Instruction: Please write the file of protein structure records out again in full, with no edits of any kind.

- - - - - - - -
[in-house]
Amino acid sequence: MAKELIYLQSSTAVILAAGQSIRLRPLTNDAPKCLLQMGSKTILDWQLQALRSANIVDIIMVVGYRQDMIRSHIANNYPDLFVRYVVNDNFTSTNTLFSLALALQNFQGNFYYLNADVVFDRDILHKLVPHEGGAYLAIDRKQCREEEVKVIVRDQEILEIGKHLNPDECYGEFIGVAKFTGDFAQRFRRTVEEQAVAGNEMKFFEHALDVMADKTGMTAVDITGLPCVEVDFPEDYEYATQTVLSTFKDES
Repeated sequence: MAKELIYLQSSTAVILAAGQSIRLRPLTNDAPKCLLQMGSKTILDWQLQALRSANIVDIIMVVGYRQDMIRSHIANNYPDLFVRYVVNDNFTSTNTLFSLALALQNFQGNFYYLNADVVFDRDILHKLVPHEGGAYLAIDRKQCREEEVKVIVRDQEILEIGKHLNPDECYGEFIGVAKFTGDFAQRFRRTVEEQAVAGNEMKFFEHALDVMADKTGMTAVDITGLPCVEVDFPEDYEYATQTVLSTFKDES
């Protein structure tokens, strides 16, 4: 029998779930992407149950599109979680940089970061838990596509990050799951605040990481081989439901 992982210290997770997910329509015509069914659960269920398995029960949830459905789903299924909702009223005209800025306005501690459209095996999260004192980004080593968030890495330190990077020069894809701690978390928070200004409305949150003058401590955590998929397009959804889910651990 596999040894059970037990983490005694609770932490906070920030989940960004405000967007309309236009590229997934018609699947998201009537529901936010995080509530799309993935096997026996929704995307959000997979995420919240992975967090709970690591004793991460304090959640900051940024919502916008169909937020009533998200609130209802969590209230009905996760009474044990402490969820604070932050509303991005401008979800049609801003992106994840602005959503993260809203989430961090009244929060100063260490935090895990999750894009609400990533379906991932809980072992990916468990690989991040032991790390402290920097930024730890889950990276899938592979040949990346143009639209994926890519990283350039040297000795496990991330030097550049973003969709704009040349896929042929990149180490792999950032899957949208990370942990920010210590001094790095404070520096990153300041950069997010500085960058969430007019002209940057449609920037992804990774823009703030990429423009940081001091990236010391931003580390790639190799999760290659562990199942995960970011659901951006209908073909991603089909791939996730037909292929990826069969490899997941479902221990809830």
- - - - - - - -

[in-house]
Amino acid sequence: MAKELIYLQSSTAVILAAGQSIRLRPLTNDAPKCLLQMGSKTILDWQLQALRSANIVDIIMVVGYRQDMIRSHIANNYPDLFVRYVVNDNFTSTNTLFSLALALQNFQGNFYYLNADVVFDRDILHKLVPHEGGAYLAIDRKQCREEEVKVIVRDQEILEIGKHLNPDECYGEFIGVAKFTGDFAQRFRRTVEEQAVAGNEMKFFEHALDVMADKTGMTAVDITGLPCVEVDFPEDYEYATQTVLSTFKDES
Repeated sequence: MAKELIYLQSSTAVILAAGQSIRLRPLTNDAPKCLLQMGSKTILDWQLQALRSANIVDIIMVVGYRQDMIRSHIANNYPDLFVRYVVNDNFTSTNTLFSLALALQNFQGNFYYLNADVVFDRDILHKLVPHEGGAYLAIDRKQCREEEVKVIVRDQEILEIGKHLNPDECYGEFIGVAKFTGDFAQRFRRTVEEQAVAGNEMKFFEHALDVMADKTGMTAVDITGLPCVEVDFPEDYEYATQTVLSTFKDES
């Protein structure tokens, strides 16, 4: 029998779930992407149950599109979680940089970061838990596509990050799951605040990481081989439901 992982210290997770997910329509015509069914659960269920398995029960949830459905789903299924909702009223005209800025306005501690459209095996999260004192980004080593968030890495330190990077020069894809701690978390928070200004409305949150003058401590955590998929397009959804889910651990 596999040894059970037990983490005694609770932490906070920030989940960004405000967007309309236009590229997934018609699947998201009537529901936010995080509530799309993935096997026996929704995307959000997979995420919240992975967090709970690591004793991460304090959640900051940024919502916008169909937020009533998200609130209802969590209230009905996760009474044990402490969820604070932050509303991005401008979800049609801003992106994840602005959503993260809203989430961090009244929060100063260490935090895990999750894009609400990533379906991932809980072992990916468990690989991040032991790390402290920097930024730890889950990276899938592979040949990346143009639209994926890519990283350039040297000795496990991330030097550049973003969709704009040349896929042929990149180490792999950032899957949208990370942990920010210590001094790095404070520096990153300041950069997010500085960058969430007019002209940057449609920037992804990774823009703030990429423009940081001091990236010391931003580390790639190799999760290659562990199942995960970011659901951006209908073909991603089909791939996730037909292929990826069969490899997941479902221990809830």